Reference for the style and visual language to this project is Elizabeth Hibbard’s series Dear Mili. She includes people (possibly herself) in her images, but the person stays anonymous. The viewer should feel the presence of a person rather than seeing and recognizing that person. Additionally, it seems that the whole photo series was taken in one apartment, again something that is similar to my situation with the current lockdown restrictions.
As in this project I use photography as an outlet of my thoughts and feelings right from the start, the production is mostly unplanned and feels easy. The best photographs come into being when I do not think. The challenge lies in the continuation without getting stuck or being too repetitive. And putting the project into words. Or putting words onto the project? I am pondering on Jason Evans’ statement: »Pictures for Looking Art (2007–12) started as a response to a popular pseudo-academic idea that all photographic experience must be intellectually contextualized – an idea that has created a biased meritocracy that seems to prioritize the ability to expound in writing over the ability to photograph. These pictures are intended to be looked at and enjoyed.« Is not the reason why I take pictures that I am lacking the right words? And why put words to something that is already there (only in a different form than words)?
Working as an art director, I have been writing ideas, concepts and briefings for other photographers for more than a decade. It is a new experience for me to be the one who executes these. But writing briefings in a corporate world (not too intellectual or not too artsy, rather simple and straight forward) and holding presentations as a designer (explain everything, do not assume any kind of prior knowledge) are different from the requirements in the art world (leave space for the viewer to interpret your work but give a hint what it might be based on in your personal biography). I am still learning.
Thinking about the super-narrative, it is sometimes hard to find the right words to define something and easier to say what one is not: I am not reporting about the outside world of these Corona times. I am not a documentary photographer. Instead, I am focusing on the individual, their experience with the lockdown restrictions and their inner thoughts. Up to now, all my projects in the master’s program deal with isolation, loneliness and longing for connection and intimacy.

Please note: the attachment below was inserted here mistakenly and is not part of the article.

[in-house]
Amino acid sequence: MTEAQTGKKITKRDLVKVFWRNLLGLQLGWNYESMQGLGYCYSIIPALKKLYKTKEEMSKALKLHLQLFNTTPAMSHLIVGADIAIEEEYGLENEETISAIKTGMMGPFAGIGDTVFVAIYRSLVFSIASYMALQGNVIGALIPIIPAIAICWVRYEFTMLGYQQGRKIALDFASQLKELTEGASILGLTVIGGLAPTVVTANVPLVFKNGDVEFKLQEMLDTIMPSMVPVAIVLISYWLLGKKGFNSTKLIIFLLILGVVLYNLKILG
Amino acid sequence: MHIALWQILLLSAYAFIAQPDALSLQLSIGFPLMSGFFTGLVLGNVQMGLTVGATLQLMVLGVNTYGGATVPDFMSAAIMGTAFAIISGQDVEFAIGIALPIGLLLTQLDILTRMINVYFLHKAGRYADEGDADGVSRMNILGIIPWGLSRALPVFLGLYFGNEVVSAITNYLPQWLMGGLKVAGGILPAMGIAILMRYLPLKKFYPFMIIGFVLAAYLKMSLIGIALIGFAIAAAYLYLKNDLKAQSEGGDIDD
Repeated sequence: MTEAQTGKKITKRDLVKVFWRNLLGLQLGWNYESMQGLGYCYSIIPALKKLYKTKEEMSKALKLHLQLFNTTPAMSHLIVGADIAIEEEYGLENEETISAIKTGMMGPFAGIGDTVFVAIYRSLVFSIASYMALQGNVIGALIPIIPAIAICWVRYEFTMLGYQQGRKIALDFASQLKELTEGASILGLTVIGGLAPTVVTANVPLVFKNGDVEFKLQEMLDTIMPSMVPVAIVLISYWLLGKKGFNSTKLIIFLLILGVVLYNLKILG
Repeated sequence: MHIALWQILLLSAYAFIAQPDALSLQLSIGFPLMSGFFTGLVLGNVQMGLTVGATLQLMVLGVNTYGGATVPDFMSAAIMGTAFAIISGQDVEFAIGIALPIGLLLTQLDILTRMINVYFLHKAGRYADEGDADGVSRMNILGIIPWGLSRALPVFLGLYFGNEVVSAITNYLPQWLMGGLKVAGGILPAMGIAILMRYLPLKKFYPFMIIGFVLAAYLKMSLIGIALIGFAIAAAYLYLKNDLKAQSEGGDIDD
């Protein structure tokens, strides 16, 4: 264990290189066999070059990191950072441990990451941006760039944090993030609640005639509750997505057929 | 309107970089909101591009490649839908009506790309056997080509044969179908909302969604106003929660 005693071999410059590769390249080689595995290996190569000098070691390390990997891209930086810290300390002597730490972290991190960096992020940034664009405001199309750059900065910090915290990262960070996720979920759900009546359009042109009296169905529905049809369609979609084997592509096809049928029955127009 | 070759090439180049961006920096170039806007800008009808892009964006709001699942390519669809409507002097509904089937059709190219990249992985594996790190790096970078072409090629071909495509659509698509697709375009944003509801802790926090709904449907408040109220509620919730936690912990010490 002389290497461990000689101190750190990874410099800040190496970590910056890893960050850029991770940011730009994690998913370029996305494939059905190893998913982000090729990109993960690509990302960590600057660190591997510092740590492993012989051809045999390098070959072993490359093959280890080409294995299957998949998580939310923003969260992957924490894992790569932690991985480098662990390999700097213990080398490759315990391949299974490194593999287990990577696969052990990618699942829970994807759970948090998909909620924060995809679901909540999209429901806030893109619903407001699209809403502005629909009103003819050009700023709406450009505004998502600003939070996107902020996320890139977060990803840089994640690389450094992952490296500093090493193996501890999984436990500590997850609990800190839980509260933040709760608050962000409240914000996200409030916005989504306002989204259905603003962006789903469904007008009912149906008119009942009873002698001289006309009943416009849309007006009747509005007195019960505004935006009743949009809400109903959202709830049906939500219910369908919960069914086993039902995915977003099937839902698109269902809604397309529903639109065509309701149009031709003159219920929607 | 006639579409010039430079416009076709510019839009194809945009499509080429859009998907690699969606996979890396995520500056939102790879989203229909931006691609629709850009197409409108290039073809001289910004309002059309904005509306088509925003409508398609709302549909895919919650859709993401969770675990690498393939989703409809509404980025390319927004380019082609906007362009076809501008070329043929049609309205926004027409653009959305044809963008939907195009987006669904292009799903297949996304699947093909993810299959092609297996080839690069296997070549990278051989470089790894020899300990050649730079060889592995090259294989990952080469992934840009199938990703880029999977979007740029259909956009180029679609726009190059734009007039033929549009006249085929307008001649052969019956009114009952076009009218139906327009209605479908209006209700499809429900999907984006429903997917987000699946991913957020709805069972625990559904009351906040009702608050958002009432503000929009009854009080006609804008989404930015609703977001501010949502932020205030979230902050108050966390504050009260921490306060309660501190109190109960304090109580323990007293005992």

It is easy to say that this is caused by the current Corona lockdown. The virus is sure to intensify this situation, but that is not the only reason. Living in a foreign country, building up a new network of friends and staying in touch with friends and family via screen would possibly lead to similar pictures anyway.
Accepting my photography as an outlet, putting words to it and finding the right middle ground between privacy and public work are things that I am still learning. Goffman (1959), Calle (1979) and Hibbard (n.d.) are all references that are helpful when exploring this terrain: Goffman by pointing out the act of presenting oneself (or maybe acting) in public, Calle by provoking and possibly going too far and Hibbard by finding a beautiful way of dealing with anonymity in her photographs.
Looking to the second half of the Master Coursework program
My main challenge might be to find a way to intellectually understand and express in words what my intuitive pictures already convey.
Coming back to Evans’ provocative statement from the first page, I do not think my pictures are only »intended to be looked at and enjoyed« (2015, p. 354). But up to this point, I cannot put my finger on their actual and honest purpose. What is the meaning of my body of work and how is it relevant to others? My assumption is, once I found words and an understanding, a whole new field will open up to be explored. And to be played with.
I am curious about the connection of words and pictures and how they are related.
What happens if the words come first and the artwork follows them? Can believable artwork be created in this way? How will it be different? How does the process influence the artwork? I imagine experimenting using other artists’ words and creating my own interpretation of them.
On a further thought, can writing adequately convey the results of photographic investigation? And what happens if the words do not match the picture?
Calle, S., 1979. Les Dormeurs. [Gelatin silver prints]. Retrieved from https://www.metmuseum.org/art/collection/search/284217 [Accessed 08 June 2020]
Cotton, C., 2015. Photography Is Magic. New York: Aperture, p.354.
Goffman, E., 1959. The Presentation Of Self In Everyday Life. Carden City, New York: Doubleday Anchor Books. Retrieved from http://thecomposingrooms.com/research/reading/2014/goffman_intro.pdf [Accessed 08 June 2020]
Hibbard, E., n.d. Dear Mili. [online] Elizabeth Hibbard. Available at:
Wikipedia contributors, 2020. The Treachery Of Images. [online] En.wikipedia.org. Available at:
Probably something I have to work on is the PACE:
· pages where there is more to see (possibly 4–5 images) and therefore slower
· pages with just one image (for example ripples on water) and therefore faster
> this makes a story
Themes in my images:
> abstract conceptual photography (Charlotte Cotton: Photography is Magic)